ARMS gives you ten colorful characters to choose from. Whether you pick the nimble Ninjara whos dashes teleport him around, the resilient Master Mummy who doesn’t flinch at incoming hits and can easily heal lost HP while defending, or the seductive Twintelle who is able to slow down incoming attacks, players are bound to find a favorite from this varied cast of characters.
While the roster may not be as massive as in other popular fighting games, the customization options are what sets it apart. Each character can equip two ARMS, one in each hand. These can range from a standard boxing gloves, to rocket launchers, chakrams and even plastic toy hammers. There are 30 in total, most of which come with additional elemental properties when charged up. The toaster can light up enemies when charged, while the Megawatt can electrocute them leaving the enemy stunned for a powerful throw. All characters start out with only three different ARMS unlocked. Some are evidently better than others, so you’ll need to unlock more weapons through a mini-game which costs in-game currency to play.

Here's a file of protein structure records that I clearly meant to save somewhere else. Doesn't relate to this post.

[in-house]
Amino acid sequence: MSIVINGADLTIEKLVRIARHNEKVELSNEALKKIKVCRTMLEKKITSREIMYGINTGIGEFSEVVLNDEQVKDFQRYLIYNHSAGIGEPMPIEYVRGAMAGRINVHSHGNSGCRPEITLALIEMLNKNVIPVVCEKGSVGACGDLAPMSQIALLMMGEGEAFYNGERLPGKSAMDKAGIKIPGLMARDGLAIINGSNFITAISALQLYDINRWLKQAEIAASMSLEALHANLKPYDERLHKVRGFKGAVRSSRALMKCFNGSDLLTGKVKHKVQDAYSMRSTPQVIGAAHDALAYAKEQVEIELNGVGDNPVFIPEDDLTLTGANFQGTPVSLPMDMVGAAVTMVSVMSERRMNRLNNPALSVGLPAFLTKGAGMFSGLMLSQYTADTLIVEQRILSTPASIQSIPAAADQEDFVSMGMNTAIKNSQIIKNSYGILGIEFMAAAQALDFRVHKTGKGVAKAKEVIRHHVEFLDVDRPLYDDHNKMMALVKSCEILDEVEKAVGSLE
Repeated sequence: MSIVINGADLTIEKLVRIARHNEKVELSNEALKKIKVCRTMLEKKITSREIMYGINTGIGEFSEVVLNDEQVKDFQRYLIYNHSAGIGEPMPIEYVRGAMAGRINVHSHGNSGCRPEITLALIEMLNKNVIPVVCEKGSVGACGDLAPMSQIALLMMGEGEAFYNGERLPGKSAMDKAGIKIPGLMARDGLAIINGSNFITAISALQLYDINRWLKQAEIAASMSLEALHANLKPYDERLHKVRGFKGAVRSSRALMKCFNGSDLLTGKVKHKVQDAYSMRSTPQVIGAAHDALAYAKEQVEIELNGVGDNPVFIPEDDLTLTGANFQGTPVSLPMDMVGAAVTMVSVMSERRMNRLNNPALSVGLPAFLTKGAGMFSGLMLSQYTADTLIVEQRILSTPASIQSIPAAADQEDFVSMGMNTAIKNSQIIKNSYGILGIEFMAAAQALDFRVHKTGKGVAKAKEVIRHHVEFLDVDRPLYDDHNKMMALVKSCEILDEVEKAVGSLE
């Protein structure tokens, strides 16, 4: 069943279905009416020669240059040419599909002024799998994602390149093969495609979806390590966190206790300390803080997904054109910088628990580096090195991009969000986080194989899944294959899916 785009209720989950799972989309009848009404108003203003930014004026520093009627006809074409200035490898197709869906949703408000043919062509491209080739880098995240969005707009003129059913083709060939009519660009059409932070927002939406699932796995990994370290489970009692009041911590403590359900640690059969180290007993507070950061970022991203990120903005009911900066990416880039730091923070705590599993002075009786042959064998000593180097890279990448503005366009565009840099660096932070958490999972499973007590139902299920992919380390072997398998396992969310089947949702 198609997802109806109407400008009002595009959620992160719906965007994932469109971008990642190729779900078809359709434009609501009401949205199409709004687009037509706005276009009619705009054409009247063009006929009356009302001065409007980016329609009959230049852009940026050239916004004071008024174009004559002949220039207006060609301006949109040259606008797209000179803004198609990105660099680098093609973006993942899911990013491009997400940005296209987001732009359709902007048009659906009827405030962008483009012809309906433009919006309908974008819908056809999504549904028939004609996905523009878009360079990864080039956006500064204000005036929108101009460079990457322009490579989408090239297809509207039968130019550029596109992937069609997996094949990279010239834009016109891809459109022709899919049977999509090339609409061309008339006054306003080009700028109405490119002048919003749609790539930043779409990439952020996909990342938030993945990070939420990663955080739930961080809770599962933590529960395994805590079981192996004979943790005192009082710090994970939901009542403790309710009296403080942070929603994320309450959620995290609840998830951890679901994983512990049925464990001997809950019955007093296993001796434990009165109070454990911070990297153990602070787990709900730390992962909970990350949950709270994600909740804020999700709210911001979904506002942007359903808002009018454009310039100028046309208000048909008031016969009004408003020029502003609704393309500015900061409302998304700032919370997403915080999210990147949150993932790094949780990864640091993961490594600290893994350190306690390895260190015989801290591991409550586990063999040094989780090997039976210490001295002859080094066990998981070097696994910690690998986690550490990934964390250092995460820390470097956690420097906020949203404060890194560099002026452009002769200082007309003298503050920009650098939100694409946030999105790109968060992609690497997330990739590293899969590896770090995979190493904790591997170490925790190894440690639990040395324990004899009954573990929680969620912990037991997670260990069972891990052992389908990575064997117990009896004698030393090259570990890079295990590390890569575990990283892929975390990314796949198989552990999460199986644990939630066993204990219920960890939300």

Levels themselves also have a personality. From always useful cover, to jump pads, to rising destructible blocks, to hoverboards – there is always something you can use to your advantage. There are also random items that sometimes appear in the sky. Knock it down and you can get yourself a nice healing potion or send an explosive ball hurling towards the enemy.
Like Mario Kart before it, the primary focus here is on multiplayer so you shouldn’t expect much in the way of singleplayer. There is an assortment of modes to play. The Versus mode lets you customize your battle and play with up to 4 players locally via split screen. Gran Prix lets you battle through 10 stages alone or with a friend and is the closest the game has to a story mode. Surprisingly the game can be punishingly difficult in the Grand Prix mode. Having done quite well during the Global Testpunch I set the difficulty to 5, just above average from the 1 to 7 difficult scale, promptly after I had my ass handed to me. After that, I had to shamefully lower the difficulty to 3 just in order to complete the Gran Prix mode with a lot of retries. With that said you must beat Gran Prix on a difficulty of 4 or higher in order to unlock the Ranked Match option.